JCRC Interfaith Seder set for March 15
Photo: Courtesy Rabbi Elana Zelony
Temple Shalom’s Rabbi Andrew Paley and Concord Church’s Senior Pastor Reverend Bryan Carter led the JCRC Interfaith Seder in 2022.

By Deb Silverthorn

The Jewish Community Relations Council (JCRC) of the Jewish Federation of Greater Dallas (JFGD) will celebrate its ninth annual Interfaith Seder beginning at 6 p.m. on Wednesday, March 15, at Congregation Shearith Israel, 9401 Douglas Ave.

The event, co-led by Rabbi Elana Zelony and Rev. Dr. Frederick Douglass Haynes III, is open to the community. LaHendra McCray, Valerie and Arny Felner and Alisha Trusty are co-chairs. The Interfaith Seder will feature a performance by the Friendship-West Baptist Church Choir and a kosher dinner.

“Our Interfaith Seder is a beautiful occasion to welcome all into our ‘tent.’ We want to break down walls and to communicate with one another,” said Cyd Friedman, JCRC chair. “Hate is a huge problem for every community but to be together, to talk about our commonalities, provides a springboard to a better future.

“The landscape is tough right now, all the more reason for us to connect. We need friendships to blossom in order to have each other’s back, front and every side in order for us all to be strong,” she added.

Congregation Beth Torah’s Rabbi Zelony, who in 2018 co-led the Interfaith Seder with Bishop Edward Burns of the Catholic Diocese of Dallas, says finding common ground in one room is nothing less than beautiful; anything can happen, hope can happen.

“Many religious experiences come from our stories of redemption. The Israelites left Egypt and Jesus is risen,” said Zelony. “Together we can be free of darkness if all our cultures come together to share a message of hope for our future. If one of us goes to the authorities to report hate crimes, it is one voice. If a coalition arrives standing tall, I believe we can be heard.

“The world has been fighting injustice since it began. But I do believe that from medieval times to today, each generation learns and grows. We have to learn; we have to grow,” she added.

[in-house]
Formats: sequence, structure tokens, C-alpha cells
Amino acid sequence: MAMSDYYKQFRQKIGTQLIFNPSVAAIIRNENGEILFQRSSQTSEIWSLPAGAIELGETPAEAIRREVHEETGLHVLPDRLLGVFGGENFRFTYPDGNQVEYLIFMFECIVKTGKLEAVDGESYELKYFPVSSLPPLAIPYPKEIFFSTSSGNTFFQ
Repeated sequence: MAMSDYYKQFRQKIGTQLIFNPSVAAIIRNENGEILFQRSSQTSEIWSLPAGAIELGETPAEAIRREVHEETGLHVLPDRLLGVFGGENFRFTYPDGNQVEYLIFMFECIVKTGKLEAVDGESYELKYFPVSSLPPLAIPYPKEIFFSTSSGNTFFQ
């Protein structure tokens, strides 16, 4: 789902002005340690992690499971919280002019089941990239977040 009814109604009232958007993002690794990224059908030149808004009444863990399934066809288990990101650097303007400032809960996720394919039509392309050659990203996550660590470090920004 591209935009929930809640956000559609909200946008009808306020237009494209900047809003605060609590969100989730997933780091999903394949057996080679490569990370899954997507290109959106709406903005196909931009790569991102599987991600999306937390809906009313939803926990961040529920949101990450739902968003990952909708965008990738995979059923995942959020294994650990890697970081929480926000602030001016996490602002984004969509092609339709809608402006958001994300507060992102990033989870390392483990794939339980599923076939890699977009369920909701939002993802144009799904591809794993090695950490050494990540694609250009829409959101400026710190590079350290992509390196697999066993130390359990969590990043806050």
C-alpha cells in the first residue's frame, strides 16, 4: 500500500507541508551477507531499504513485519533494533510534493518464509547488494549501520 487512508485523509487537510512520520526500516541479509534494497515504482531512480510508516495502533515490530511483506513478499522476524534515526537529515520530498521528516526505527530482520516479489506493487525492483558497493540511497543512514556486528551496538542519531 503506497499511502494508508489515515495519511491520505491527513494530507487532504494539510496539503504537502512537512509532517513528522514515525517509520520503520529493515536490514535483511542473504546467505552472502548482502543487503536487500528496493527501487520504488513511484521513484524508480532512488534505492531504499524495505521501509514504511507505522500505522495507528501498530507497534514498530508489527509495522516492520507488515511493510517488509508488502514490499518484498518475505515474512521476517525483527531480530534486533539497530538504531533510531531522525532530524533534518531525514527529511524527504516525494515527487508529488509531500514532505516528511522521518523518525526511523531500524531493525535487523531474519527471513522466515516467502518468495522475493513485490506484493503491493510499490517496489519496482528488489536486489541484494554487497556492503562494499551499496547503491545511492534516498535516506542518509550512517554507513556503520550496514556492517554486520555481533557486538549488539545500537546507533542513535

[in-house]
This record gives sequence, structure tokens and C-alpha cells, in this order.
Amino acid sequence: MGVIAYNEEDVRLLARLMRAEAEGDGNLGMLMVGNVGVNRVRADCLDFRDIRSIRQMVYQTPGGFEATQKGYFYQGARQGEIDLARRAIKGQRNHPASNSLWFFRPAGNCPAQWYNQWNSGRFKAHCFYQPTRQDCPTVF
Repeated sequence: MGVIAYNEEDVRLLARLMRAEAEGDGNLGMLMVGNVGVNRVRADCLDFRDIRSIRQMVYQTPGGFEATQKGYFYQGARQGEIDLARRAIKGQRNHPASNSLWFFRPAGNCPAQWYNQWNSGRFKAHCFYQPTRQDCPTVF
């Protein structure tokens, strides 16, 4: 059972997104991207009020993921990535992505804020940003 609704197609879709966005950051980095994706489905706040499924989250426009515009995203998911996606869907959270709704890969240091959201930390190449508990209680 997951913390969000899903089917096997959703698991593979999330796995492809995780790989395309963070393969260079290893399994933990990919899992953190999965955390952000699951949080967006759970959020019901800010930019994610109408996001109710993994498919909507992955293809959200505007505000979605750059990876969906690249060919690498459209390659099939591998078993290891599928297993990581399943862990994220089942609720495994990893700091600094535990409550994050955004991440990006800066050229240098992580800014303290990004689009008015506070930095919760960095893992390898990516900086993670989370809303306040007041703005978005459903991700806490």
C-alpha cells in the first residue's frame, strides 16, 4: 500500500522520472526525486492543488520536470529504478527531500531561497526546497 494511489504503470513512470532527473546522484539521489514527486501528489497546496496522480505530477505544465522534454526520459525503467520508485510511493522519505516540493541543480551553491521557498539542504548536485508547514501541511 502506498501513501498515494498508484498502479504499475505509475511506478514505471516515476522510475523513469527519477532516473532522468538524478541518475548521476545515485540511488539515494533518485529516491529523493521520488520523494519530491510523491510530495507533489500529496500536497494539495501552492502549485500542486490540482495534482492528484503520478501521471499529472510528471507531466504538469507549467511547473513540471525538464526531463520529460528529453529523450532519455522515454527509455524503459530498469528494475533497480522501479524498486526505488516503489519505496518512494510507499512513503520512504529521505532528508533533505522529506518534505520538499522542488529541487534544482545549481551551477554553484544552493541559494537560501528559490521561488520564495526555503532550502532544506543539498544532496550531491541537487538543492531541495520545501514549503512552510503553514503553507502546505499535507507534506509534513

In a season where antisemitism and racism is high on all fronts, the Interfaith Seder’s theme of “Celebrating our Diversity” provides an opportunity for communities to stand together as allies against all hate.

“Following the model of a traditional Jewish Passover Seder, the Interfaith Seder draws comparisons between Passover stories and challenges that we face in present times. It is an opportunity to gather the community to reflect on our shared humanity and shared values and to move forward together,” said Michelle Golan Friedman, JCRC interim executive director.

The JCRC–designed Haggadah relates the trials of our past with those of today that anyone can identify with.

“I have a strong appreciation for the justice partnership that has characterized the best of the Black and Jewish historical relationship. Both communities have been othered and oppressed and have fought as allies for freedom,” said Haynes, senior pastor at Friendship-West Baptist Church. “In a climate characterized by division and limiting silos, in the Interfaith Seder we have an opportunity to learn from each other and model the dynamism in diversity and difference.

“I also have great appreciation and admiration for Rabbi Zelony, who represents the best of the rich justice tradition of the Jewish faith. I am honored to share in this sacred experience with such a powerful, good and dynamic leader,” he added.

The Haggadah speaks of the four children, rather than sons: the activist who asks “How can I pursue justice”; the skeptic who questions “How can I solve problems of such enormity”; the indifferent one who asks “Why is it my responsibility”; and the uninformed who is to be prompted to envision himself as the inheritor of the biblical legacy.

In presenting the plagues, the JCRC Interfaith Seder exchanges blood, boils and famine for current day afflictions of gender inequality, threatened human rights, a distressed global climate, persistent hunger, racism and discrimination.

“Interfaith work promotes understanding and respect and acts as a bridge between communities. In sharing a meal, and educating each other about our experiences we can break down stereotypes, build trust and work toward fighting antisemitism and hate together,” said Igor Alterman, JFGD president and CEO. “Standing shoulder to shoulder, no prejudice can be accepted.”

Seating is limited. Required registration, which is nontransferable, is open through March 7 at jewishdallas.org/seder. Tickets are $25/person and $10 for students. No weapons or large handbags will be permitted on the Shearith Israel campus.

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